It looks to me that when cannon were just getting popular, gunners were already juiced up to get more than one shot off before reloading.  There seems to be many ways to get there also, as this 3 shot experimental cannon from Henry the VIII's time, now in the Royal Armouries, took the volley gun approach.

Picture of Henry the VIII's breechloader

The gun that really gets me going though is this 3 shot revolver cannon.  I found this picture on Wikimedia Commons, and am not quite sure what or where it came from, but suspect it's in France somewhere, and possibly in the 1952 film, Hôtel des Invalides.  If so, it's probably in the Musée de l'Armée.  Very unique gun!

Picture of Revolver Cannon

Picture of Revolver Cannon

 

Nelson Mandela grew up on the wrong end of South Africa's  policy of apartheid.  He early on was a fan of Mahatma Gandhi, and was sure the non-violent approach was the right one, but this just got him arrested for treason.  He escaped conviction in that early trial and soon decided that armed insurrection was the path.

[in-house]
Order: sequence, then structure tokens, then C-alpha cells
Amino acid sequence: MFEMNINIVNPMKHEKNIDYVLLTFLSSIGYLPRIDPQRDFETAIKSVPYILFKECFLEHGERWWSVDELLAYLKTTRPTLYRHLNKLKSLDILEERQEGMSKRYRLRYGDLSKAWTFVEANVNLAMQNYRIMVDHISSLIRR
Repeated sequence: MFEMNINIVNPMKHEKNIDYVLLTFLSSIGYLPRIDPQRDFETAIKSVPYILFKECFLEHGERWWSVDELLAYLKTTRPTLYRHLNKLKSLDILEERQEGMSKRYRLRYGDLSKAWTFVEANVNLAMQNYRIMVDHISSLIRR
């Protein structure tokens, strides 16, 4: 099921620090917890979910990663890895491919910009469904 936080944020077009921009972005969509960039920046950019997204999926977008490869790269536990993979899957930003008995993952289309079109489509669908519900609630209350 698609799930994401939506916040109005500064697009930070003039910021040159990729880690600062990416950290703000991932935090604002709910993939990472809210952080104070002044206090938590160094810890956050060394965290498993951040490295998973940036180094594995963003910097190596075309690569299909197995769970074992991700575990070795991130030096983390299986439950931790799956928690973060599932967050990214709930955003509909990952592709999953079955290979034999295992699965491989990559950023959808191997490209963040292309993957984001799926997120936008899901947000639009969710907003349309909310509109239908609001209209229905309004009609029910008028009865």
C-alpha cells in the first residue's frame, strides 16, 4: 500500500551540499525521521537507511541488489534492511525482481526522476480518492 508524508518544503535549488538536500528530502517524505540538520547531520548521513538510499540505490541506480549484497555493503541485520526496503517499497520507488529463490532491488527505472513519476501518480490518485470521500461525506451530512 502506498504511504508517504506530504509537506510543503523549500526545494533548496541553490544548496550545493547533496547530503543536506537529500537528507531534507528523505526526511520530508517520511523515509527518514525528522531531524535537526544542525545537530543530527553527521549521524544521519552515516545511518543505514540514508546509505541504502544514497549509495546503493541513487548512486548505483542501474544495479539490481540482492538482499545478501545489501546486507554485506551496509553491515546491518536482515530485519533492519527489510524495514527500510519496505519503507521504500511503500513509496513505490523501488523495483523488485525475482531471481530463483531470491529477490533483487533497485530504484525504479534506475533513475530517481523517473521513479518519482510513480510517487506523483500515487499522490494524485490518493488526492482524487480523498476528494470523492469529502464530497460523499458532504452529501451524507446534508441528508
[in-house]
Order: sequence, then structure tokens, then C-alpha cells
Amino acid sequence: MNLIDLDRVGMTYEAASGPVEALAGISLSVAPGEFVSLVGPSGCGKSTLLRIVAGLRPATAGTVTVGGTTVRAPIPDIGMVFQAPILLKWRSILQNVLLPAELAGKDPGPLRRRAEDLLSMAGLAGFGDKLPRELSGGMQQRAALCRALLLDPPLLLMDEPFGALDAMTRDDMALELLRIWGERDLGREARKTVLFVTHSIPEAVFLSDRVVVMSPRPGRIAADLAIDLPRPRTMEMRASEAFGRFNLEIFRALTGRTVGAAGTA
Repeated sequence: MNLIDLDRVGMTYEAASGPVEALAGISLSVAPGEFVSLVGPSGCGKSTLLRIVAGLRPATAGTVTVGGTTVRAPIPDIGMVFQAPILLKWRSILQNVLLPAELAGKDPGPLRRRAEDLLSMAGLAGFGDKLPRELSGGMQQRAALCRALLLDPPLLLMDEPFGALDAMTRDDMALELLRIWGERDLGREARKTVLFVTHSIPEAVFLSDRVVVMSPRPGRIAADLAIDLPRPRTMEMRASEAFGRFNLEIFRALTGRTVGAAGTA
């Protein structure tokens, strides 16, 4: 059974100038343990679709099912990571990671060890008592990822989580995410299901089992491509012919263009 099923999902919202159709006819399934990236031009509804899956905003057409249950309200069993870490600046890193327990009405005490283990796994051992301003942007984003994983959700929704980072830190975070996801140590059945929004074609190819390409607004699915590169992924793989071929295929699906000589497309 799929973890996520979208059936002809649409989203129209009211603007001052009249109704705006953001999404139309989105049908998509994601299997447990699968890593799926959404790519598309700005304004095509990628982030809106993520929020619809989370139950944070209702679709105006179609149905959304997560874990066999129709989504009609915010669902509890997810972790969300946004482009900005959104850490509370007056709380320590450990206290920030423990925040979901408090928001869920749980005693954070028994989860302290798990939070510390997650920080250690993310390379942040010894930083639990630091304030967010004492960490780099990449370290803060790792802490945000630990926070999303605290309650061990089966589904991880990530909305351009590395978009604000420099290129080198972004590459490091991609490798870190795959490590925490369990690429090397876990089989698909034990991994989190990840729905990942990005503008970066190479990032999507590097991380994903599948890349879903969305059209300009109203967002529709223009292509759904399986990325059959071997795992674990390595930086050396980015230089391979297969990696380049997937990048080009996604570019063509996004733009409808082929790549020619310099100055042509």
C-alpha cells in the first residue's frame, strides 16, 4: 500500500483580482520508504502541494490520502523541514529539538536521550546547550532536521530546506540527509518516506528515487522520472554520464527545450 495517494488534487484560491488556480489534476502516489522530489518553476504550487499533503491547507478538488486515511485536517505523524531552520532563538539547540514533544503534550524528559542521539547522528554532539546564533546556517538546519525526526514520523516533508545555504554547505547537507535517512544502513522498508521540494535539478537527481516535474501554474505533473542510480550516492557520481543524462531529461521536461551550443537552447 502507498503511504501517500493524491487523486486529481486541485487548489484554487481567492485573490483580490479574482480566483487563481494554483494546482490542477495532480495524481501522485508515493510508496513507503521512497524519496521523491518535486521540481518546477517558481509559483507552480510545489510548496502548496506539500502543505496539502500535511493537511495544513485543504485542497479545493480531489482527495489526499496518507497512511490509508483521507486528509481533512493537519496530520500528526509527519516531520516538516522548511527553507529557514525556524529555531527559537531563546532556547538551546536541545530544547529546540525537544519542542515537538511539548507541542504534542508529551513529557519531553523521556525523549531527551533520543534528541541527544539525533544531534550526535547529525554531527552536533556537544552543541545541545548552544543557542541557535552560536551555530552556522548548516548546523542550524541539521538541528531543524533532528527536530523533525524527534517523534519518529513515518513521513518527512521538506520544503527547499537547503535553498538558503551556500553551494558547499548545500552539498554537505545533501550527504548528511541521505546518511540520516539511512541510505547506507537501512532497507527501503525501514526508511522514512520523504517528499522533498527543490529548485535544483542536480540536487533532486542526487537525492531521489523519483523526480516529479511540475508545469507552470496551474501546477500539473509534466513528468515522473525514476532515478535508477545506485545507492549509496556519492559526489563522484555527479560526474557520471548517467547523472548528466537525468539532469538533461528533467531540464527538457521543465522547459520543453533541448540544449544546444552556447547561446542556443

Picture of Nelson Mandela

His non-violent past led him to believe that  the ANC (African National Congress) could bomb government offices without bloodshed, which later proved to be a pipe dream.  He was labelled a terrorist, but who wouldn't be under those circumstances.  A wing of the  ANC was being trained by Ethiopians and a Colonel gave him a pistol, now beleived to be the first weapon acquired by the ANC. Mr. Mandela buried that gun on a farm outside Johannisburg just before he was arrested in 1962  and put away for life,  but from which  he was released in 1990, and later became  President of South Africa.

A house on that farm is now up for sale according to a story in the Telegraph.  The bids are going up on the belief that the gun is buried on the property somewhere, a story being pushed by the auctioneers.   Mr. Mandela himself would like to see the gun again, and has asked if it had been found.  The old Makarov is said to be worth £1.8m.

Picture of a Makarov